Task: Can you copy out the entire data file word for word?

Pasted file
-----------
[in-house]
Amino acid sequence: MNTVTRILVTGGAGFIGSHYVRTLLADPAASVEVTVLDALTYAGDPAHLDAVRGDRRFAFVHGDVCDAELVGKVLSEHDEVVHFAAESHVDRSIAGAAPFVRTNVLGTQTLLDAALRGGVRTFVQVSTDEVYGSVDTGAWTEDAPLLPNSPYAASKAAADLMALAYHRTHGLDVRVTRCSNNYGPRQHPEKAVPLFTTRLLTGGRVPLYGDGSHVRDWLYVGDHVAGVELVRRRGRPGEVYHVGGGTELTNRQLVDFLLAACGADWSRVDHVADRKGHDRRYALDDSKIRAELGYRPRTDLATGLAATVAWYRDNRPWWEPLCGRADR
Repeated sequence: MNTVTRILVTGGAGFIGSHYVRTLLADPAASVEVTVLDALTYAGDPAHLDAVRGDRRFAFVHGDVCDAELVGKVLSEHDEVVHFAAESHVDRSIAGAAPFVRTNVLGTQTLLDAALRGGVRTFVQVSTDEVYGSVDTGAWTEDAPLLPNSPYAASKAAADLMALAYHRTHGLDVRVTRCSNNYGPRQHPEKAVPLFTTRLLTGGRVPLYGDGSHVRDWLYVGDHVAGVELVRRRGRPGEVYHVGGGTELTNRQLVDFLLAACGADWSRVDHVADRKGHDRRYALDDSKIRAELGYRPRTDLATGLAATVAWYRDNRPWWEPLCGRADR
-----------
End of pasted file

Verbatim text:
[in-house]
Amino acid sequence: MNTVTRILVTGGAGFIGSHYVRTLLADPAASVEVTVLDALTYAGDPAHLDAVRGDRRFAFVHGDVCDAELVGKVLSEHDEVVHFAAESHVDRSIAGAAPFVRTNVLGTQTLLDAALRGGVRTFVQVSTDEVYGSVDTGAWTEDAPLLPNSPYAASKAAADLMALAYHRTHGLDVRVTRCSNNYGPRQHPEKAVPLFTTRLLTGGRVPLYGDGSHVRDWLYVGDHVAGVELVRRRGRPGEVYHVGGGTELTNRQLVDFLLAACGADWSRVDHVADRKGHDRRYALDDSKIRAELGYRPRTDLATGLAATVAWYRDNRPWWEPLCGRADR
Repeated sequence: MNTVTRILVTGGAGFIGSHYVRTLLADPAASVEVTVLDALTYAGDPAHLDAVRGDRRFAFVHGDVCDAELVGKVLSEHDEVVHFAAESHVDRSIAGAAPFVRTNVLGTQTLLDAALRGGVRTFVQVSTDEVYGSVDTGAWTEDAPLLPNSPYAASKAAADLMALAYHRTHGLDVRVTRCSNNYGPRQHPEKAVPLFTTRLLTGGRVPLYGDGSHVRDWLYVGDHVAGVELVRRRGRPGEVYHVGGGTELTNRQLVDFLLAACGADWSRVDHVADRKGHDRRYALDDSKIRAELGYRPRTDLATGLAATVAWYRDNRPWWEPLCGRADR